Another possibility to consider is StumbleUpon. The platform offers a paid discovery option that will put your content on its homepage. You can choose from a variety of exposure options, all of which use a PPC model.

Other Social Media Platforms

If your business is active on other social media platforms, you should research their advertising potential, too. For instance, if you have a presence on Instagram, you can use the same Facebook ad platform.

Ad Copy Best Practices

Ads are only successful when they have great copy. Whatever you’re advertising, there are a few best practices that will always apply.

Consider Users’ Wants and Needs

Put yourself in your customers’ shoes as you write ad copy. What is it that users want or need and how can your offerings help? Talk about how you fulfill customers’ needs, rather than about how great your company is.

Address Your Audience

Make it clear that your business is talking to the user by using “you” and “we.” Steer clear of passive voice.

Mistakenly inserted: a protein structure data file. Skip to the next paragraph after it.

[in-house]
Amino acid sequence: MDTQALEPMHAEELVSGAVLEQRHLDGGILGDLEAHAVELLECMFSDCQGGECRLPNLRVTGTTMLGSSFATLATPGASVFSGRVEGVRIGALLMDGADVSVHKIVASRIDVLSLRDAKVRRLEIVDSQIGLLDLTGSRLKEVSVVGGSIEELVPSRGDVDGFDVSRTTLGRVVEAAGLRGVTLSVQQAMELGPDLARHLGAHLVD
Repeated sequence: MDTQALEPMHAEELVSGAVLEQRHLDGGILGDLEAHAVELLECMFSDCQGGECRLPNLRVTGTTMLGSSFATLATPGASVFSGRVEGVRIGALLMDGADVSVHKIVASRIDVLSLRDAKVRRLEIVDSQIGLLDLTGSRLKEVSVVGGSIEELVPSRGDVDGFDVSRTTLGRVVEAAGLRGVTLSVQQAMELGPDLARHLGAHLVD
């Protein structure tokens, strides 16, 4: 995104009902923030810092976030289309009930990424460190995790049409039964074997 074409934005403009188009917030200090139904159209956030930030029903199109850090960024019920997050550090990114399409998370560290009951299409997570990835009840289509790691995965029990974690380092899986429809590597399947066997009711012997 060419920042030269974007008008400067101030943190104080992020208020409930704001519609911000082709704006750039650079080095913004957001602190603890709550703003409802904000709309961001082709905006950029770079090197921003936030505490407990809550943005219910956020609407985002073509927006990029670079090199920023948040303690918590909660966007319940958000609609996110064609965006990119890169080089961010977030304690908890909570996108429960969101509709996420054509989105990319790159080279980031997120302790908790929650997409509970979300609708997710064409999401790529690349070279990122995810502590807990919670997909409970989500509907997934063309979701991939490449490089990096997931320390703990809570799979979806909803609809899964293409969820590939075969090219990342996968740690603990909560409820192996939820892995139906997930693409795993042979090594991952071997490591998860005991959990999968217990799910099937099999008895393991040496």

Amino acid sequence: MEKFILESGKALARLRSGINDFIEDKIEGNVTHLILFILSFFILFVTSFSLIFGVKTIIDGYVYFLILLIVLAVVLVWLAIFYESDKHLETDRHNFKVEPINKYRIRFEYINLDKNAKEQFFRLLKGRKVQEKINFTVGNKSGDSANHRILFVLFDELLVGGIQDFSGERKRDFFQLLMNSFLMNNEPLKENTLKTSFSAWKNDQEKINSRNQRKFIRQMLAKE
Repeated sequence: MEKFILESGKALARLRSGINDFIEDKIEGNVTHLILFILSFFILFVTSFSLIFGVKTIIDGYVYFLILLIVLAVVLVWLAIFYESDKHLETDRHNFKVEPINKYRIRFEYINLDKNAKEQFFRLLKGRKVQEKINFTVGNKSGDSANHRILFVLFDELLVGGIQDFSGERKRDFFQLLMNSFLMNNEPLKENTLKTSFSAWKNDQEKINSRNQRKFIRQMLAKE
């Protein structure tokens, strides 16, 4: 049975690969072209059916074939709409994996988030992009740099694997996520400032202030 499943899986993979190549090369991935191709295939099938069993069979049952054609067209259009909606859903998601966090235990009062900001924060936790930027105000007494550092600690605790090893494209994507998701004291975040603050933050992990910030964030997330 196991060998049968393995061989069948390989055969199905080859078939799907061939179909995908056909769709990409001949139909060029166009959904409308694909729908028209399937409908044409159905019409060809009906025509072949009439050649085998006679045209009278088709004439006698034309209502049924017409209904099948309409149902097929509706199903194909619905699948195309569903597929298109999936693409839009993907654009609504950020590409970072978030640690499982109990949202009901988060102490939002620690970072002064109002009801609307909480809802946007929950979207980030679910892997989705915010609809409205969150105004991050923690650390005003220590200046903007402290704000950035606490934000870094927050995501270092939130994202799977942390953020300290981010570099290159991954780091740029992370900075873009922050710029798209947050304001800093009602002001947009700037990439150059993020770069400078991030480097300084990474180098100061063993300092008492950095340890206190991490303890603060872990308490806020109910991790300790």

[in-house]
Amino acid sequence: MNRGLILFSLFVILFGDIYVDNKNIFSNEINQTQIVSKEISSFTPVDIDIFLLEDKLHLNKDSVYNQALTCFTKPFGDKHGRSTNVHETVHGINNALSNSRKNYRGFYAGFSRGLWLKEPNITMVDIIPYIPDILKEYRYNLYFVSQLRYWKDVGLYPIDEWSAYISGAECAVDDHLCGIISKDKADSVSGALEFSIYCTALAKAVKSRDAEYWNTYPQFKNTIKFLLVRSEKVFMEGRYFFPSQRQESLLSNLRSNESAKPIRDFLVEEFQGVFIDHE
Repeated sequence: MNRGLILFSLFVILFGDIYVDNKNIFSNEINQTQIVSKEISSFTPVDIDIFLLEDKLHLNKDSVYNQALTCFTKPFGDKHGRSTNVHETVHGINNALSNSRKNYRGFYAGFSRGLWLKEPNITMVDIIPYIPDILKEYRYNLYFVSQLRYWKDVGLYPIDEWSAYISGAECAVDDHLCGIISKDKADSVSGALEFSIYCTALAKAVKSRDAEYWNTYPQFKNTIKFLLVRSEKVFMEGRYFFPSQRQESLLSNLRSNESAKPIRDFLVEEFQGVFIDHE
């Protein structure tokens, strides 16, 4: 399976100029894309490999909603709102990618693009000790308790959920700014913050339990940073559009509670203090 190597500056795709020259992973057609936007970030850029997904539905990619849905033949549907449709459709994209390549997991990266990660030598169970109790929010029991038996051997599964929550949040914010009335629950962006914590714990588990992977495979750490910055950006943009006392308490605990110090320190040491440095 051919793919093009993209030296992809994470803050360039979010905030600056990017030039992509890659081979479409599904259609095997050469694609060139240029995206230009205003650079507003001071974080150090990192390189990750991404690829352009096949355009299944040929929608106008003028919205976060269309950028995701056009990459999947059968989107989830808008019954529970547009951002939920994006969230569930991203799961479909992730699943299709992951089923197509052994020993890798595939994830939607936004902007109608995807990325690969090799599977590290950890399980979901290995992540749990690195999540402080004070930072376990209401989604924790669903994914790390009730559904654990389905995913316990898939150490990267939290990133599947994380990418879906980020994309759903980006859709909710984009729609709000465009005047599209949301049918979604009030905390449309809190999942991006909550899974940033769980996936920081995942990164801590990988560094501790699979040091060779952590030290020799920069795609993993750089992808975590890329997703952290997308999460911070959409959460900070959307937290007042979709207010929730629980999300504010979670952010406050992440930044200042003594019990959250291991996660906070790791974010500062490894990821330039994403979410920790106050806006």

Use Emotive Words

No one will click your ad unless you grab their attention. Spark some kind of emotion in users—excitement, anxiety, fear of missing out, relief, anger or amusement. Choose whatever works best for your offering.

Add Statistics

Present a convincing argument by adding numbers and statistics. This is especially effective in headlines.

Dispel Worries

Think about what objections users may have to your ad, such as inconvenience or expense, and dispel these concerns with your copy.

Tell Users What to Do Next

End your ad with a call-to-action (CTA) that tells users exactly what you want them to do and use a strong verb to encourage clicks. This means that when users arrive at the landing page, there will be no surprises—they’ll be ready to take action and convert.

How to Find the Right Keywords

Finding the right keywords requires the same process as identifying search terms for search engine optimization. This doesn’t necessarily mean that you can use your SEO keyword list—bear in mind that users who respond to your ads may be different from those clicking on organic listings.